New research shows more than three quarters of new parents (77%) are suffering from sleep deprivation as they struggle to get a good night’s sleep. Now, the JOHNSON’S® Baby brand and sleep expert Dr Dev Banerjee have coined a new term, ‘babylag’, for that feeling of extreme exhaustion new parents can suffer as a result of sleep deprivation, that’s not too dissimilar to transatlantic jet lag.
The can’t-keep-your-eyes-open, desperate-for-a-nap feeling only experienced by parents with young children as a result of sleep deprivation has been often indescribable, until now.
Nearly half (44%) of new parents only get their heads down for half the recommended eight hours of uninterrupted sleep or less per night, with nearly a third (31%) being woken up three times a night or more and almost half (43%) up for at least an hour each time they are woken. It seems much of the nation is walking around in a zombie-like state, suffering from ‘babylag’ with “heightened emotions” (36%), describing themselves as “more tired than they’ve ever experienced in their life before” (42%) and “as though they’re on auto-pilot” (17%).
What’s more, this sleep deprivation is leading to all sorts of funny behaviour with parents confessing to confusing cupboards for the fridge, hanging dry washing on the line, putting milk in the washing machine, and some even confessing to falling asleep in the shower!
The effects of ‘babylag’
“Now we’ve delved further, recognising the true extent of sleep deprivation amongst new parents and the effects it has on them during daylight hours. The term ‘babylag’ seems very fitting as the symptoms experienced by parents are akin to clocking up numerous transatlantic flights and suffering extreme jet lag.
Dr Dev concludes: “When parents are woken up by baby regularly in the night they rarely enter the final stages of ‘deep’ sleep, denying their bodies the chance to re-charge and prepare for the day ahead.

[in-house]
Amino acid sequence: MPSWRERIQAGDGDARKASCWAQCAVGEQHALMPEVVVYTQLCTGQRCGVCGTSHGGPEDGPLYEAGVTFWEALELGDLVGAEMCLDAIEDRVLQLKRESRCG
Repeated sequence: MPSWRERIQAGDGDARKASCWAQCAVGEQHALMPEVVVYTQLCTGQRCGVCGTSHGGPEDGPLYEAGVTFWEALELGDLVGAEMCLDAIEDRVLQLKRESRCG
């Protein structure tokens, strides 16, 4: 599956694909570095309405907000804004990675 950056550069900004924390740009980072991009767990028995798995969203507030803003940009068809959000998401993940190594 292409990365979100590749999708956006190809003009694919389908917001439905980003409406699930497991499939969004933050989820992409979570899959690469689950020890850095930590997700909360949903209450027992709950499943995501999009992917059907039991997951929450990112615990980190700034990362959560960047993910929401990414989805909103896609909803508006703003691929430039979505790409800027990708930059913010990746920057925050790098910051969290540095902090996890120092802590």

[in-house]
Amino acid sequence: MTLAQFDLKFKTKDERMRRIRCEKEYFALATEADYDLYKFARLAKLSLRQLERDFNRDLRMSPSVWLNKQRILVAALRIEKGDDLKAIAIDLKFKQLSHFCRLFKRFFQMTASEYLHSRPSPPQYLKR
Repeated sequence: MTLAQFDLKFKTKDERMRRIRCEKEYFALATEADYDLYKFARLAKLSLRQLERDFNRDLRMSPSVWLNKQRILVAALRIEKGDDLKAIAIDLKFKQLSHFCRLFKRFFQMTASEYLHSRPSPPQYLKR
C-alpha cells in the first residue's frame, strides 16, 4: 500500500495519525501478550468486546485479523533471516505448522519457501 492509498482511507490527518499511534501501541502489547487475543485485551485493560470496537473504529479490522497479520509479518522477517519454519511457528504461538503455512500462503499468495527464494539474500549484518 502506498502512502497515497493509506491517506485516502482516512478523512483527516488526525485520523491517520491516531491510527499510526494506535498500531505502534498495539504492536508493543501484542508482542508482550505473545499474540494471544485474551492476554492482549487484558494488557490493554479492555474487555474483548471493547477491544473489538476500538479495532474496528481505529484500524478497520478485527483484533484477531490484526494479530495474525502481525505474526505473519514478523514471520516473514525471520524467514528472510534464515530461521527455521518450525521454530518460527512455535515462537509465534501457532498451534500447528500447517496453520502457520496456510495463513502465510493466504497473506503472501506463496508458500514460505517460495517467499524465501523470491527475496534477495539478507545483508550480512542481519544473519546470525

“If that is happening night after night it can lead to slower reaction times, poor concentration and affect memory recall and problem solving. The JOHNSON’S® Baby research findings revealed some funny antics of sleep deprived parents but suffering these symptoms can have serious consequences too, so it is important to try to tackle baby sleep issues and help everyone get a good night’s sleep.”
If you want to get an idea of how “babylagged” you might be, take the fun, interactive ‘babylag’ test online, at www.babylag.co.uk, which measures three areas commonly affected by sleep deprivation- memory recall, reaction time and problem solving ability.
JOHNSON’S® Baby spokesperson James Watson, Senior Product Manager, adds: “Becoming a new parent undoubtedly brings the most special moments of your life, but it also brings a tiredness beyond normal measure that virtually all new parents can relate to.
“We think this new term, ‘babylag’, sums up that feeling in-a-nutshell and wouldn’t be surprised if it starts to creep into everyday vernacular, much like ‘baby brain’ has. But more importantly, we don’t just want to focus on the problem but also provide a solution – we want to get Britain’s parents sleeping again and know that routine is absolutely key to sleep for baby, and therefore for you too.
“The Johnson’s Baby 3-step bedtime routine is clinically proven to help baby sleep better in just one week, so give it a try!”
Things you didn’t know about sleep…
1. The record for the longest period without sleep is 18 days, 21 hours, 40 minutes during a rocking chair marathon. The record holder reported hallucinations, paranoia, blurred vision, slurred speech and memory and concentration lapses.
2. It’s impossible to tell if someone is really awake without close medical supervision. People can take cat naps with their eyes open without even being aware of it.
3. Anything less than five minutes to fall asleep at night means you’re sleep deprived. The ideal is between 10 and 15 minutes, meaning you’re still tired enough to sleep deeply, but not so exhausted you feel sleepy by day.
5. A new baby typically results in 400-750 hours lost sleep for parents in the first year.
6. One of the best predictors of insomnia later in life is the development of bad habits from having sleep disturbed by young children.